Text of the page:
Photo:

Panos Deloukas

Favourite Thing: build step by step the knowledge basis for understanding how biological systems work

My CV

School:

2nd Athens Lykeio (sixth form college), Greece, 1978-1981

University:

1981-1986 studied Chemistry at the Aristotelian University of Thessaloniki, Greece; 1986-1987 Masters in Microbiology at University Paris VII, France; 1988-1992 PhD in Molecular Biology at the Biozentrum, University of Basel, Switzerland

Work History:

Department of Vitamins and Fine Chemicals, Hoffmann-La Roche Ltd, Basel, Switzerland and Welccome Trust Sanger Institute

Department:

Human Genetics

Area of Research:

Cardiovascular Genomics

Find out more:

Me and my work

Research how genes predispose us to disease in particular heart disease or affect our response to drugs

I am heading a group of 14 people working on the genetics of common diseases in humans and in particular coronary artery disease (CAD) and myocardial infarction (MI). We asseble very large collections of CAD / MI patients (cases) and individuals without the disease (controls) and then scan their genomes at polymorpic sites to identify DNA changes that differ in frequency between the two groups and this is statistically significant. There are several known risk factors for CAD such as family history, high lipid levels, high blood pressure, diabetes, and smoking so in parallel we conduct studies in the normal population looking for DNA changes that mark for example high cholesterol and we then go go back to test them in case-control studies. The first findings though only represent disease ‘markers’ we don’t actually know which gene and DNA change are disease causing. So we have to perform functional tests for example check whether a DNA change affects the transcription of a gene or give rise to a protein with altered properties. Work in model organisms such as mouse and zebra fish where it is possible to ‘knock out’ a gene give vital clues as to how a gene of interest functions. But genetic factors is not the whole story and therefore we also investigate epigenetic changes for example there are DNA sites that are methylated and methylation levels vary between individuals. Finally, we know that the environment plays a major role in disease and we want to undersytand how genetic and environmental factors interact.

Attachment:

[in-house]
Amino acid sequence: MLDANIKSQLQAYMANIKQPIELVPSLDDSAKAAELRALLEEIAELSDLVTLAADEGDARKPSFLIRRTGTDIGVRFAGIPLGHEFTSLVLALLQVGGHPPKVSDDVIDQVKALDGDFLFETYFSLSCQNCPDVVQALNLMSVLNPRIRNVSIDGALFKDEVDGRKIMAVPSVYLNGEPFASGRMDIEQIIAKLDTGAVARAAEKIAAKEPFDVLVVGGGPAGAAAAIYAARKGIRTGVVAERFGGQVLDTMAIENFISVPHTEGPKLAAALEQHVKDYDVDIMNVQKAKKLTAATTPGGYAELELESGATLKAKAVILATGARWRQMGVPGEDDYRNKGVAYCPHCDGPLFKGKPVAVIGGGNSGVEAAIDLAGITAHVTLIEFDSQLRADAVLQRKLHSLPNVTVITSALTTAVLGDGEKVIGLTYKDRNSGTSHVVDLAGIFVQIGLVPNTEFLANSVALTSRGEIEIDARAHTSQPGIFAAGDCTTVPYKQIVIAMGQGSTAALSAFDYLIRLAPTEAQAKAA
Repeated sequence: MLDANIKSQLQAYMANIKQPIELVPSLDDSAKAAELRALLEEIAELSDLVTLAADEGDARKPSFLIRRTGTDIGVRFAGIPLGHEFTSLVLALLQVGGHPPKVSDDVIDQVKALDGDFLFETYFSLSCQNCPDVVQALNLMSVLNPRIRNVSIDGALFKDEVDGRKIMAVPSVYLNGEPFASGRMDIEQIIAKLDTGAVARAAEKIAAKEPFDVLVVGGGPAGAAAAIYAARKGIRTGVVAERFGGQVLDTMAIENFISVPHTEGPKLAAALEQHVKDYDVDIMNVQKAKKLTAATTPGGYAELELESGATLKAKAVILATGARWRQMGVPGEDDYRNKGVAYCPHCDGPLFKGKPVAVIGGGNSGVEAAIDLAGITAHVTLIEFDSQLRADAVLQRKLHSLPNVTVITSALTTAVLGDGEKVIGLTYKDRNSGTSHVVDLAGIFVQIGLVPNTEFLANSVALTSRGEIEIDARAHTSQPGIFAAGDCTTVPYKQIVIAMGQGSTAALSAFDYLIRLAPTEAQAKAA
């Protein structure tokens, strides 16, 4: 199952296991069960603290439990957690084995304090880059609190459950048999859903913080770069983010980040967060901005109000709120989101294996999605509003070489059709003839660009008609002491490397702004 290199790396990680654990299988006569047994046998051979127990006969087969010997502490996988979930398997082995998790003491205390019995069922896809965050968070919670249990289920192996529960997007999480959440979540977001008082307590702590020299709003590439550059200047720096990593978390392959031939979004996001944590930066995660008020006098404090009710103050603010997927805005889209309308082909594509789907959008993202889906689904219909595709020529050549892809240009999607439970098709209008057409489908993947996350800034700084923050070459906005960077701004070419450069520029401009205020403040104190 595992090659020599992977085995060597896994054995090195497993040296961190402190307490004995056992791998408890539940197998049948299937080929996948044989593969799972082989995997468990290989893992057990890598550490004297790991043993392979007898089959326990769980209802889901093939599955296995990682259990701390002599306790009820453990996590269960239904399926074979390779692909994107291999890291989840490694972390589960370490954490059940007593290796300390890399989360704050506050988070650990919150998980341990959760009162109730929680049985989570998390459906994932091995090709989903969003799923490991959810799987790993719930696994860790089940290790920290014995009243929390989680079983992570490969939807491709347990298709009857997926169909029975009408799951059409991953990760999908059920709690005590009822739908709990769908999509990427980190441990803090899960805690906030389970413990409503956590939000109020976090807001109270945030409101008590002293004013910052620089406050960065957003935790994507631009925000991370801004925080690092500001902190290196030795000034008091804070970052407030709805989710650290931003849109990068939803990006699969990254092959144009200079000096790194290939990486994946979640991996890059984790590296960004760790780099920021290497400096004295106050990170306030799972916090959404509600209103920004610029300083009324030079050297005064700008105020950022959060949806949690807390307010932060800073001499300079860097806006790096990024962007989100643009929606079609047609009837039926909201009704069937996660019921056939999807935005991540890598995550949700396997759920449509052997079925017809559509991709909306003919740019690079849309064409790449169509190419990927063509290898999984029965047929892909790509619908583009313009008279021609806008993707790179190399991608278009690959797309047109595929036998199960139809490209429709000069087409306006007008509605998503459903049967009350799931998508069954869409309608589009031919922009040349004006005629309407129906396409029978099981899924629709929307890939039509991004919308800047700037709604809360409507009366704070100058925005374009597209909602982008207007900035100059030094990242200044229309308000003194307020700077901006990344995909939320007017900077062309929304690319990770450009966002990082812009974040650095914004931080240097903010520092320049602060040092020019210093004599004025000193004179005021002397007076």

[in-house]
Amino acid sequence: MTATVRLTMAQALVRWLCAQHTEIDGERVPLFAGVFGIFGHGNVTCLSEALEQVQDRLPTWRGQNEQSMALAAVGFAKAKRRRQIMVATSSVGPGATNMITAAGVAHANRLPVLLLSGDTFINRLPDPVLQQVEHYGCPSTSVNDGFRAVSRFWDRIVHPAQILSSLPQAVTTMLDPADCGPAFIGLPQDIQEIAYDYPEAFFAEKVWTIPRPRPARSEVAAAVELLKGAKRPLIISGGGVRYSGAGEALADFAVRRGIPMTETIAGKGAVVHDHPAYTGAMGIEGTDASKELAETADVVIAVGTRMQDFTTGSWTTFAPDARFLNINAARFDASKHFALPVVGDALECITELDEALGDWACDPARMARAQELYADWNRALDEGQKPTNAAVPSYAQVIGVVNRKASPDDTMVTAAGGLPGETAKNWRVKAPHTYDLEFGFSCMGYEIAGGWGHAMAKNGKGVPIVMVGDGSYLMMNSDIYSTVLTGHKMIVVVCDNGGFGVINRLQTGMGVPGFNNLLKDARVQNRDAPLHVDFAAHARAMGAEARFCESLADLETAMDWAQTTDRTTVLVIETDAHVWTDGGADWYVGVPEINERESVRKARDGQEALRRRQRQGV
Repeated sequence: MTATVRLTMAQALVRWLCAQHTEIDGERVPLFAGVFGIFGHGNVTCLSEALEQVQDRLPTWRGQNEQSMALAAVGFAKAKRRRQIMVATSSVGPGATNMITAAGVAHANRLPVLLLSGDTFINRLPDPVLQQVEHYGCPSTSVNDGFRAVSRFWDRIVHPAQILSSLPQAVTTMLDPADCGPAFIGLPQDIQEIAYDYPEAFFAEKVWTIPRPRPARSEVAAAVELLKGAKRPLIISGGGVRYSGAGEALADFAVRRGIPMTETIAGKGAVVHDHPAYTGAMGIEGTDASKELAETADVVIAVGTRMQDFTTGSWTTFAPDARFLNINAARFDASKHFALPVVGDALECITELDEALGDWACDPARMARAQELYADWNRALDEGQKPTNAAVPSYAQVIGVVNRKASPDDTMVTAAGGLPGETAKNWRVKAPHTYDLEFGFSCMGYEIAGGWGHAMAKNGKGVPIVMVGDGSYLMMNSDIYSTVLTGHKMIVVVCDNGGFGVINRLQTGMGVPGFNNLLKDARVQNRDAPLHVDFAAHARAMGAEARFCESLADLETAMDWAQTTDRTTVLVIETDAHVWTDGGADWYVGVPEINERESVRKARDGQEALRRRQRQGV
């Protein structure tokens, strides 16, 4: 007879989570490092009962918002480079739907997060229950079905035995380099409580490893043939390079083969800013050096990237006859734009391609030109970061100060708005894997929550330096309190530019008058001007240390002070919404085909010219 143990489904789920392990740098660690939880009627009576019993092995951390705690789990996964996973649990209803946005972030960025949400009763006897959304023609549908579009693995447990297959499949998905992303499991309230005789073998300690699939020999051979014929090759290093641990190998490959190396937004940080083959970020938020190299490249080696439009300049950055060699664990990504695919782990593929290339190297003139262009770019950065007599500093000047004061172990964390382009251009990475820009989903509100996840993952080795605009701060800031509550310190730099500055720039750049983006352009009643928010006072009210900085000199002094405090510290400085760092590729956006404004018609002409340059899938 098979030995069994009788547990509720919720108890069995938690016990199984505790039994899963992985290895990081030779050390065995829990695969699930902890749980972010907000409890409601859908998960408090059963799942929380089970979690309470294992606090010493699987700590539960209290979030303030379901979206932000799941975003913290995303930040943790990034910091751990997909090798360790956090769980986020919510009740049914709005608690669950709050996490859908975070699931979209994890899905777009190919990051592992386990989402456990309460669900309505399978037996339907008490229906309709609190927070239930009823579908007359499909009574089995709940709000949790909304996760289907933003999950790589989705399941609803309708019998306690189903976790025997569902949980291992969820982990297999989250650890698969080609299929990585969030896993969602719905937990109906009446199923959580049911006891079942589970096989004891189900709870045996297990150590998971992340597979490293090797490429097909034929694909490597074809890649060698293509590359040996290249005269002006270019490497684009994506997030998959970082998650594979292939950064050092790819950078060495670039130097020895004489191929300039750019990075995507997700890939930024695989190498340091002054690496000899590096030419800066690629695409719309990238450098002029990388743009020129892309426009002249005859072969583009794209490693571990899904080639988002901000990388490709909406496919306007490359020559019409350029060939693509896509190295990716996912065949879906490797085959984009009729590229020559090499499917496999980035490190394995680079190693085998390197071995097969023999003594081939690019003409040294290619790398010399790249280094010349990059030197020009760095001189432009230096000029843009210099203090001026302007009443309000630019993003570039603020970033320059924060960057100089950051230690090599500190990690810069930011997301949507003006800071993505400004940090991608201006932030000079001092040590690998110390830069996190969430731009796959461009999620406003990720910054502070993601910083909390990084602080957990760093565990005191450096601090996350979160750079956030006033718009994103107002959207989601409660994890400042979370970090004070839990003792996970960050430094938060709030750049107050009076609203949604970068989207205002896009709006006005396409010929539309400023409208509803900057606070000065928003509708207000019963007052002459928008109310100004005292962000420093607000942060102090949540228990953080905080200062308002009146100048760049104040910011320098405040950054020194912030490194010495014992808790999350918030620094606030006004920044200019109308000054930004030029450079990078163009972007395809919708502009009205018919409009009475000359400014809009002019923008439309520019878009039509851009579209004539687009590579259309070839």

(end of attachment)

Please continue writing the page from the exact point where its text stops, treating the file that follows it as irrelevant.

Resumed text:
My Typical Day

starts by reading my emails and carries on with activities such as participarion in tele conferences and meetings, discussions with my co-workers about the ongoing research projects and reviwing our results

Genome sequencing and my research

Genetic studies is all about differences for example comparing those who suffer a heart attack and those who don’t; genome sequencing is the tool to test systematically every DNA base for risk

My Interview

How would you describe yourself in 3 words?

open minded, methodical, determined

What music do you have on your iPod?

jazz, classical, rock

What is the most fun thing you've done?

What do you like to do away from work?

going to a restaurant (love good food), philately, watching movies

What did you want to be after you left school?

chemist

Were you ever in trouble in at school?

no

What's the best thing you've done as a scientist?

complete two of the chromosomes in the Human Genome Project

Tell us a joke.